Israeli defense companies ready for sales boom

Israel Aerospace Heron Mark II UAV Photo: PR
Israel Aerospace Heron Mark II UAV Photo: PR

Russia's invasion of Ukraine has increased demand for advanced technology weapons, especially combat drones, loitering munitions and missile defense systems.

Russia's invasion of Ukraine has shaken Europe and had a dramatic effect on military procurement. Germany alone has increased defense expenditure by 33% or 2% of GDP, representing €1 billion in extra orders annually.

German Chancellor Olaf Scholz has already announced that Germany will buy combat drones. These weapons have already proven their worth in Azerbaijan's victory over Armenia in the second Nagorno Karabakh war and in the civil war in Yemen. Germany currently leases five Heron drones from Israel Aerospace Industries, although they are not armed with guided missiles.

Berlin is not alone. Most NATO members will begin speeding up their procurement of weapons systems, whether they are Eastern European nations feeling directly threatened by Russia, or western countries seeking to rebuild a deterrence against the Russian army.

Growing demand for drones and loitering munitions

Germany is not the only country deploying Israel's Heron unmanned aerial vehicles (UAVs). The US, Turkey and Greece are also equipped with them as well as Morocco, Singapore and India. On the basis of its platform Turkey manufactures its Bayraktar UAV, which is being used by Ukraine in its war with Russia.

Bayraktar demonstrates the intensity of international competition in this field. Sources familiar with the weapons systems market anticipate brisk orders for a range of advanced systems but for the most part it will be for drones and loitering munitions. Attack drones like the Heron will be preferred but loitering munitions demonstrated their success for Azerbaijan. IAI's Harop is one of the most popular loitering munitions systems. There is also major demand for air defense systems. Ukraine has asked Jerusalem time and again for missile defense systems but Israel refused out of fear of antagonizing the Russians.

Israel's defense industry companies generally and IAI in particular expect a wave of demand for their products. As part of preparations for rising demand, the companies have readied presentations for buyers and have produced a range of options adapted to most demands. The preparations have been undertaken in coordination with the Israeli Ministry of Defense regulator to comply with sensitives of sales to various countries. Restrictions aren't only political but also touch on security issues and mainly the concern that unique advanced systems could fall into the hands of enemy armies.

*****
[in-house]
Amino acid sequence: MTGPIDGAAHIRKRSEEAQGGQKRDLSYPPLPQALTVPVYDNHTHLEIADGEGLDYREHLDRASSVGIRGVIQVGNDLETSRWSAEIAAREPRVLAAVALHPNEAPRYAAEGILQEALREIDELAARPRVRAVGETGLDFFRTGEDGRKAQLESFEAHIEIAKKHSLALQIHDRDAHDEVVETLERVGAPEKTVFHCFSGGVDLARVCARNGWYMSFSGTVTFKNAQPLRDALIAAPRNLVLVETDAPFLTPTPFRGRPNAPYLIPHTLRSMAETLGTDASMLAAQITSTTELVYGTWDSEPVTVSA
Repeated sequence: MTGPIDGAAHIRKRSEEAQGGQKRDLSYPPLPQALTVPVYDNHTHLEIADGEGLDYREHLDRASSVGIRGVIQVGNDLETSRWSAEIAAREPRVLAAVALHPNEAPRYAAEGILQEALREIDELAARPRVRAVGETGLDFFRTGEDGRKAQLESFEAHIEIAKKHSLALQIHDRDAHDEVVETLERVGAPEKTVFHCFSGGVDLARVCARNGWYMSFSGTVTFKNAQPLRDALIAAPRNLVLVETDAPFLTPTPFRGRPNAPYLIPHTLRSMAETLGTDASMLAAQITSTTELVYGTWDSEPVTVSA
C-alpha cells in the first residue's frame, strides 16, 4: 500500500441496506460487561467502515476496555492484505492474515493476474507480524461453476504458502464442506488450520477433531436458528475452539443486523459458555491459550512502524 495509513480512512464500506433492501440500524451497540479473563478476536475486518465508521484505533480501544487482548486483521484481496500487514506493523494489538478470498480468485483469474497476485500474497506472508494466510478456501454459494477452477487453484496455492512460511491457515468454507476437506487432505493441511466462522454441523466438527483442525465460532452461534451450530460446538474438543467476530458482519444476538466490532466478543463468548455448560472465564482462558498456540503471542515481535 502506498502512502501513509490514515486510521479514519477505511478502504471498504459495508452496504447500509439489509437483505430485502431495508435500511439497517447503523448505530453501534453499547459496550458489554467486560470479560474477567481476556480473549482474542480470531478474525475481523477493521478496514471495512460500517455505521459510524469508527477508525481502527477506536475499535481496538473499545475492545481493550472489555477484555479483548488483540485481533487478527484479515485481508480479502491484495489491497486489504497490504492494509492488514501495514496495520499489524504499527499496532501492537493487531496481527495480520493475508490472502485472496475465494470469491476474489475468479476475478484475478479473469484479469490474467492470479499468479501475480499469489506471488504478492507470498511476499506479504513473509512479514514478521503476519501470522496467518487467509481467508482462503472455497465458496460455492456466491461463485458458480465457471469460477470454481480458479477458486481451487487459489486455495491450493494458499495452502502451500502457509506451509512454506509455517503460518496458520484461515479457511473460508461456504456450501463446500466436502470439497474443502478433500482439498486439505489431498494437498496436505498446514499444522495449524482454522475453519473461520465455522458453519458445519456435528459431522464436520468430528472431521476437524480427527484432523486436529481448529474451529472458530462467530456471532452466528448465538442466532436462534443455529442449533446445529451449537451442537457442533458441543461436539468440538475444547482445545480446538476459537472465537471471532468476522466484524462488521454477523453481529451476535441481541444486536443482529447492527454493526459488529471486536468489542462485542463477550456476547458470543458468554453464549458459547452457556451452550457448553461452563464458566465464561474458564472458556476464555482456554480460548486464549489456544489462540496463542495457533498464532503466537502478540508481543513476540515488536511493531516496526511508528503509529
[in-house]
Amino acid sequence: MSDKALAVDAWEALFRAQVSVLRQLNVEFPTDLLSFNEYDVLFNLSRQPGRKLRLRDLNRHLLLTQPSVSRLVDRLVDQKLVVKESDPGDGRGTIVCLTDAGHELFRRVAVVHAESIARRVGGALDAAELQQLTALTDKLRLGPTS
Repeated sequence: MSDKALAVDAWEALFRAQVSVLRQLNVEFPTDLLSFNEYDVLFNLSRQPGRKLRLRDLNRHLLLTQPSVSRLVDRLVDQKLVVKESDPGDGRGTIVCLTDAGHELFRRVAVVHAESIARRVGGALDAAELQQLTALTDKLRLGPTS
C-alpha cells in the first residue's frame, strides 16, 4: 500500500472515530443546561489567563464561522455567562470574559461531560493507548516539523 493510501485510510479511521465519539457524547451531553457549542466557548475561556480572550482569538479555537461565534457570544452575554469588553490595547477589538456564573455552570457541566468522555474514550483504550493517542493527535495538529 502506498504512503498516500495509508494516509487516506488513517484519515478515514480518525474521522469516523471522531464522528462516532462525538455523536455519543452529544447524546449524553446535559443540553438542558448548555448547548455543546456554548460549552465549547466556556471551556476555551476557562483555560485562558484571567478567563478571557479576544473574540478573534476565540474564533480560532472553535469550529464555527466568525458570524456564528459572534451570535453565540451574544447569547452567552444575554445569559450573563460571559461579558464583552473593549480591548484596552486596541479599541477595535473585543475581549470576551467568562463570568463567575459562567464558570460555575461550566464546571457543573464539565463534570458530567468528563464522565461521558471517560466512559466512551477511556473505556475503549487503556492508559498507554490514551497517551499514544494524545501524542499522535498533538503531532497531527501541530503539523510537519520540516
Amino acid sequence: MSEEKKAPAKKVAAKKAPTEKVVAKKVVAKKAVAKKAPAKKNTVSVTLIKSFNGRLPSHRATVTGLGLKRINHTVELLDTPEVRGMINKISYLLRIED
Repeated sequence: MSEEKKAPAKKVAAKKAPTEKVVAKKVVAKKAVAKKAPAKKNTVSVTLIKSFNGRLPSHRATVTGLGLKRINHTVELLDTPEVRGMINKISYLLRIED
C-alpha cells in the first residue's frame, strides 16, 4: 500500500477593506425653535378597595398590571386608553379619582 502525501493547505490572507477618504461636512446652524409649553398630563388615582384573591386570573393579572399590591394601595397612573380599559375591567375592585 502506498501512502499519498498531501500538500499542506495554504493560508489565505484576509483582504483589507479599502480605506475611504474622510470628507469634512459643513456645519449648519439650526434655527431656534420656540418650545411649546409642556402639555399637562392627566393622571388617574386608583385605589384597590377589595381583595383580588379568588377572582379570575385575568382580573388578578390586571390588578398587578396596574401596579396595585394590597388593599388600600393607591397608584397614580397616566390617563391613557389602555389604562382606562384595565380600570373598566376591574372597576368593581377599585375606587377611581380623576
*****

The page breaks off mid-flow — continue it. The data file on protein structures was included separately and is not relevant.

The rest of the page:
Marketing of Israeli defense systems will be conducted pro-actively by contacting the military of countries and offering systems at exhibitions and events. Expectations are that sales could rise by several hundred million dollars annually.

Boeing International president Sir Michael Arthur, who was in Israel recently to bid farewell to Boeing Israel president David Ivri, who is stepping down, told "Globes," "The sense of threat being felt by European countries and Asian countries like Japan and South Korea will bring about an increase in demand for defense products, mainly those with advanced technology."

IAI hopes to take advantage of increased orders to raise the valuation of its planned privatization and IPO, although many bureaucratic obstacles are delaying that development.

Another aspect of Russia's invasion is an attempt to hire employees among the Jews immigrating to Israel and perhaps even the refugees. In Ukraine, Israeli tech companies employed 20,000 programmers, engineers and other workers, many of whom have escaped and reached Israel. The Ministry of Aliyah and Integration, which handles the immigrants and the Ministry of the Interior, which handles the refugees have already received requests from companies looking to locate tech professionals.

Published by Globes, Israel business news - - on March 10, 2022.

© Copyright of Globes Publisher Itonut (1983) Ltd., 2022.

Israel Aerospace Heron Mark II UAV Photo: PR
Israel Aerospace Heron Mark II UAV Photo: PR
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